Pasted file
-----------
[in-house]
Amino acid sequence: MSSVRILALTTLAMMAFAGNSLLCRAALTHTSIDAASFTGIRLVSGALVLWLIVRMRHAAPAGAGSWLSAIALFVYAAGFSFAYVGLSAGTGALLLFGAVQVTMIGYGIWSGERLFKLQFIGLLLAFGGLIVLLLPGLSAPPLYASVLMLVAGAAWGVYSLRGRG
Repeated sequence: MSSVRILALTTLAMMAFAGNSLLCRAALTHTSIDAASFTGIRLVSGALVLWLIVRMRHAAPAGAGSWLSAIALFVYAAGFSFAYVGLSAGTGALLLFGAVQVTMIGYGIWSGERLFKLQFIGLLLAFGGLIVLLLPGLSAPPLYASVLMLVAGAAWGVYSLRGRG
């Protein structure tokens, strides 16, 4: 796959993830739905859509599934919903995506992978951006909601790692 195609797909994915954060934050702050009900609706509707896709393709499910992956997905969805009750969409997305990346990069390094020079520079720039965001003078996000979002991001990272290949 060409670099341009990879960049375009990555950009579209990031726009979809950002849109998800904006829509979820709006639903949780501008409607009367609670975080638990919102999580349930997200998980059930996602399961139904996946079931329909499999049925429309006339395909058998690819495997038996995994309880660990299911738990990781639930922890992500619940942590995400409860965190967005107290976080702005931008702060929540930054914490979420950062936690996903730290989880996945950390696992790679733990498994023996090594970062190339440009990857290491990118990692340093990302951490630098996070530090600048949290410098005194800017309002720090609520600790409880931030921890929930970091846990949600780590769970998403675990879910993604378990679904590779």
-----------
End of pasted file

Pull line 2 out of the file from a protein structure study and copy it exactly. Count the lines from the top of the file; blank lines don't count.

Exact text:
Amino acid sequence: MSSVRILALTTLAMMAFAGNSLLCRAALTHTSIDAASFTGIRLVSGALVLWLIVRMRHAAPAGAGSWLSAIALFVYAAGFSFAYVGLSAGTGALLLFGAVQVTMIGYGIWSGERLFKLQFIGLLLAFGGLIVLLLPGLSAPPLYASVLMLVAGAAWGVYSLRGRG